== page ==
NSLayoutConstraint(item: ourView, attribute: .width, relatedBy: .equal, toItem: nil, attribute: .width, multiplier: 1, constant: 150)
We could describe this definition as:
create a constraint for ourView to set its width equal to a fixed attribute of 1 x 150px.
Notice how we did set “toItem” as nil, as we are not relating this view with any other view.
Let’s say we want to specify that a view’s width has to be set to twice the height of another view. The following figure describes this scenario.
The correct way of defining this constraint will be:
NSLayoutConstraint(item: view2, attribute: .width, relatedBy: .equal, toItem: view1, attribute: .height, multiplier: 2, constant: 0)
Note that we are not defining the rest of constraints for these views. Thus, the rest of properties for the views that appear in the figure should need to be defined too.
Now that we know how to define constraints programmatically, we need to how to add those constraints into our view hierarchy. We add individual constraint to a view by means of the addConstraint: method of UIView.
The rule of thumb is: constraints that affect only one view are added to that view. Constraints that affect two or more views need to be added to their parent view.
Let’s see how the constraint of the first example could be added to its view:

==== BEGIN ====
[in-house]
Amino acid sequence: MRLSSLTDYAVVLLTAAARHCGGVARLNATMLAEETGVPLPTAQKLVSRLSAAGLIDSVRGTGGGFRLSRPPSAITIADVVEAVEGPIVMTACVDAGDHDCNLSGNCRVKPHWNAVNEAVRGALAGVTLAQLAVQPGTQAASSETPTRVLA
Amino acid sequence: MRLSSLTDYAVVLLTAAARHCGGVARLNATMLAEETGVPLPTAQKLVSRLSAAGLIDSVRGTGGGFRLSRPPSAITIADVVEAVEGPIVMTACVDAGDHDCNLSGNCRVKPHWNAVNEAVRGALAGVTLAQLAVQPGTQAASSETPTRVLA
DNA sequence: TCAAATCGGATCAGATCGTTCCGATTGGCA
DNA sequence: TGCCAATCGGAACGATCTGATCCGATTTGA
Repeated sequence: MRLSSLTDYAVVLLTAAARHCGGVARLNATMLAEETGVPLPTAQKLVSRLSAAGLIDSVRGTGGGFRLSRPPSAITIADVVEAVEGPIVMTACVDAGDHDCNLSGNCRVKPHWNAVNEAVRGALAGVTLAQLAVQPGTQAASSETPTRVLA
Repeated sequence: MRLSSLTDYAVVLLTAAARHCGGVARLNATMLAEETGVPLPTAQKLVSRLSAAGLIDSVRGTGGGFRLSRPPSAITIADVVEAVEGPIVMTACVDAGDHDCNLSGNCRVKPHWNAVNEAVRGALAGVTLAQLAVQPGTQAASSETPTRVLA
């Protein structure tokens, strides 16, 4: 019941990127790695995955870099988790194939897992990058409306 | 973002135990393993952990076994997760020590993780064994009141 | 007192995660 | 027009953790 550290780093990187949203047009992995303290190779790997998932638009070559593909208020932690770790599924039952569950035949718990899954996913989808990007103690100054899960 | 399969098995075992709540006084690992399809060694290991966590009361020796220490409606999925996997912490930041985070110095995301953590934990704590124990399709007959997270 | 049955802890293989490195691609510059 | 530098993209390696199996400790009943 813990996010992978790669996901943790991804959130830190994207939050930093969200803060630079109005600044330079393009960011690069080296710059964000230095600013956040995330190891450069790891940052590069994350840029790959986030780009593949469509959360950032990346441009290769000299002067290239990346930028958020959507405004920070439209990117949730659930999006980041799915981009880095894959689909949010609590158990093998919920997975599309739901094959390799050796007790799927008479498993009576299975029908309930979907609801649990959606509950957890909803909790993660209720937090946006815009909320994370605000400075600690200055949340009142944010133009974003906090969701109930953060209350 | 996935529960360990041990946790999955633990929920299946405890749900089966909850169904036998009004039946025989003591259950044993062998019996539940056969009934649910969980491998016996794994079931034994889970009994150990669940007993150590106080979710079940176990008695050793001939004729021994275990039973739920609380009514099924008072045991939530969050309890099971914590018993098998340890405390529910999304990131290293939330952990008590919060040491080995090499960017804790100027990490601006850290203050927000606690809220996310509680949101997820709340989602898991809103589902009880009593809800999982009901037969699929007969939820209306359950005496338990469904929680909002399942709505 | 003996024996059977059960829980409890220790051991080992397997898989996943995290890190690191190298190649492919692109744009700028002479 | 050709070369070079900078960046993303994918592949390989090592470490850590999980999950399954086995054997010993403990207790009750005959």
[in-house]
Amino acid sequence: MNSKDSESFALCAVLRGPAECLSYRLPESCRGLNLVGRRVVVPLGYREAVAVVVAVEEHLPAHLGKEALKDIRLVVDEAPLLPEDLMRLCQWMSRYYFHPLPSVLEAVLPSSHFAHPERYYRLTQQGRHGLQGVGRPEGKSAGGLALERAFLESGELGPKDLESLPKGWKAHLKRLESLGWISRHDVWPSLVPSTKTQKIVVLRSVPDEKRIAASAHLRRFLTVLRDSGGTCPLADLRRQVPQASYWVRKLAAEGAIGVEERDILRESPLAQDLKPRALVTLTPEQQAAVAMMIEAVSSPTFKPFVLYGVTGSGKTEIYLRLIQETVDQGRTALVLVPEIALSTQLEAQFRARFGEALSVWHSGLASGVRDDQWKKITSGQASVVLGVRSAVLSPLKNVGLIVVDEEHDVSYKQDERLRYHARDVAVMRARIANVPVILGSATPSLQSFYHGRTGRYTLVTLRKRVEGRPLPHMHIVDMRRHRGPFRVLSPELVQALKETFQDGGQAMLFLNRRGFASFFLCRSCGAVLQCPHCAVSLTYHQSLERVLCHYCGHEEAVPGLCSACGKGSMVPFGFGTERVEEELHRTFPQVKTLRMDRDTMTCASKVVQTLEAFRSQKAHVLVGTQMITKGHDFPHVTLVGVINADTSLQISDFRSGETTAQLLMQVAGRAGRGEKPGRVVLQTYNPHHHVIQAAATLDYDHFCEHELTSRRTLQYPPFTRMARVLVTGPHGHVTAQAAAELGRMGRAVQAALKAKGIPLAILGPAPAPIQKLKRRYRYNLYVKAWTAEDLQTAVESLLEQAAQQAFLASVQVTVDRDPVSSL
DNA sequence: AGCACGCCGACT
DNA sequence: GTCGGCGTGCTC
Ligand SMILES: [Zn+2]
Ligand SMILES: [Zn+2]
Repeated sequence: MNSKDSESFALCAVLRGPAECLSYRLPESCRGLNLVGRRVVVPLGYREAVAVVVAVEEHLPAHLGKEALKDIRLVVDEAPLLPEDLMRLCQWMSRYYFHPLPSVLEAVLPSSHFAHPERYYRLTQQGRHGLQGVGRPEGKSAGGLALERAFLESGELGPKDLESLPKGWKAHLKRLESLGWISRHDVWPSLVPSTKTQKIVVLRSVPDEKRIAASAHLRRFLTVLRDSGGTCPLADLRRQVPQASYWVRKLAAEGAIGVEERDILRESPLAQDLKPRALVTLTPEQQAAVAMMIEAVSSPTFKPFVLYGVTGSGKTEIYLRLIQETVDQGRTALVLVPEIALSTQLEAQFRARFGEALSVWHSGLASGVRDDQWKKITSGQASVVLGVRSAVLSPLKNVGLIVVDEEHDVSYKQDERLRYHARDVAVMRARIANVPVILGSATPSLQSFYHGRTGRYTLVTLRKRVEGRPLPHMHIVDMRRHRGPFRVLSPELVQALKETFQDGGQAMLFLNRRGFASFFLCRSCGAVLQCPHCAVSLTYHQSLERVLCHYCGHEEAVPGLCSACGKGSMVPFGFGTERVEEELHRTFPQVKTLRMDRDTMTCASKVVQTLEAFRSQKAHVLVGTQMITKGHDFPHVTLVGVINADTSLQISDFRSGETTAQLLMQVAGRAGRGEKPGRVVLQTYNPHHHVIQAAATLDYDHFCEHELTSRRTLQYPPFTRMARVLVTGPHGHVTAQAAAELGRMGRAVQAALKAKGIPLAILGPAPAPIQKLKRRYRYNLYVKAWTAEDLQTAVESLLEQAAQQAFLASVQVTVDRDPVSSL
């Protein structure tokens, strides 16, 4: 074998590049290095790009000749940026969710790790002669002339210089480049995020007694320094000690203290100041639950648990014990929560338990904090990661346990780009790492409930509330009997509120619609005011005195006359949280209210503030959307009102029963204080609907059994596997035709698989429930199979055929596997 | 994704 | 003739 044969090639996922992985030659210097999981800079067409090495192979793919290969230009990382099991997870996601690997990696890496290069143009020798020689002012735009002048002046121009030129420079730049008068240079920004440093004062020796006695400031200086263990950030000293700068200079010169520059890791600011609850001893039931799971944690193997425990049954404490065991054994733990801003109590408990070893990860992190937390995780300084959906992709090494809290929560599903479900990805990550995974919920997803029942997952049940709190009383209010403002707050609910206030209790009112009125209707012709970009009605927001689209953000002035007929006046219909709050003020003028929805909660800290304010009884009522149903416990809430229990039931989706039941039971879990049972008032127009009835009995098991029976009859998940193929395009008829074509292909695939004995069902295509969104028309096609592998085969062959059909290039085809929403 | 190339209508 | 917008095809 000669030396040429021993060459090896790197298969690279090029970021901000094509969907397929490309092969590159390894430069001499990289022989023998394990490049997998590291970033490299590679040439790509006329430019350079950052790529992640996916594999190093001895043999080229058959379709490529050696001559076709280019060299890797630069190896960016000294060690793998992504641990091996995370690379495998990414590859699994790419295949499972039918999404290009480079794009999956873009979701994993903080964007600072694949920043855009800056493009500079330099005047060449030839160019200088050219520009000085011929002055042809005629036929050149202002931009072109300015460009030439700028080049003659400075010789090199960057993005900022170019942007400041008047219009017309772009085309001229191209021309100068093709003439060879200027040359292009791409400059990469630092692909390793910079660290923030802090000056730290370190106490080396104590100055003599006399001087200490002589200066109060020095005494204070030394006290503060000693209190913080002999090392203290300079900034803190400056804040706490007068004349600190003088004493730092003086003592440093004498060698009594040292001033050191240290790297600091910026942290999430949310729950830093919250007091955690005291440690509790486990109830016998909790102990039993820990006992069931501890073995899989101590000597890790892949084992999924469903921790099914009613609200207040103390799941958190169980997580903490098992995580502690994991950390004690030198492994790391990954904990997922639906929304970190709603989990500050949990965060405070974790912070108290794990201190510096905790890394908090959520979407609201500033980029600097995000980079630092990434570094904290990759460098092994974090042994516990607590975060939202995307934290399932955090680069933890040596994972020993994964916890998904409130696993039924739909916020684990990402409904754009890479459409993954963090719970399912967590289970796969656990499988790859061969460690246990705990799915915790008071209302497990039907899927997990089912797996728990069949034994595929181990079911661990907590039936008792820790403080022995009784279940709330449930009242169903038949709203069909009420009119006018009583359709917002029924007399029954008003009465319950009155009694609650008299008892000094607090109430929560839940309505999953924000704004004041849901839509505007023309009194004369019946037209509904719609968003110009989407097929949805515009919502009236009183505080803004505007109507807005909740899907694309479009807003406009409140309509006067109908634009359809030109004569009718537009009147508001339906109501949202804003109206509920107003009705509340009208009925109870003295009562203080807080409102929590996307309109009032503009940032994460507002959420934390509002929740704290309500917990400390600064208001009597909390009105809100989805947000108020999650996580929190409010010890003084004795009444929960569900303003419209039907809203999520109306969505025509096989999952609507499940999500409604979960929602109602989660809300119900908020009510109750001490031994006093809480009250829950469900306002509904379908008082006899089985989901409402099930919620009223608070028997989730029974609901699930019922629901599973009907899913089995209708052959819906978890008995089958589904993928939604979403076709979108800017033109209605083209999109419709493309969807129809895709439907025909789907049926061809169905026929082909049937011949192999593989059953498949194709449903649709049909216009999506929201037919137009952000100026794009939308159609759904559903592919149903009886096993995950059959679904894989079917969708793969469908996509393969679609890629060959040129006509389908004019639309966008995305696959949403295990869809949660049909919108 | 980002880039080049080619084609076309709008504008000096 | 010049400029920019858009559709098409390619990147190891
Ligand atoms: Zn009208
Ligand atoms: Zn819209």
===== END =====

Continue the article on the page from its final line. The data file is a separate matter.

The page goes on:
let c = NSLayoutConstraint(item: ourView, attribute: .width, relatedBy: .equal, toItem: nil, attribute: .width, multiplier: 1, constant: 150)
Now, let’s see how we would add the constraint to view1 and view2 in our second example. Let’s suppose that both are
let parentView = UIView(...)
let view1 = UIView(...)
let view2 = UIView(...)
let c = NSLayoutConstraint(item: view2, attribute: .width, relatedBy: .equal, toItem: view1, attribute: .height, multiplier: 2, constant: 0)
Of course, this means that two views cannot be related via a NSLayoutConstraint unless they belong to the same view hierarchy’s layer (i.e: they have same parent view).
The visual format is an additional way of defining constraints for a view. It’s power lies in the fact that you can easily define multiple constraints with a simple sentence. This visual language is nothing more than a string following a set of conventions.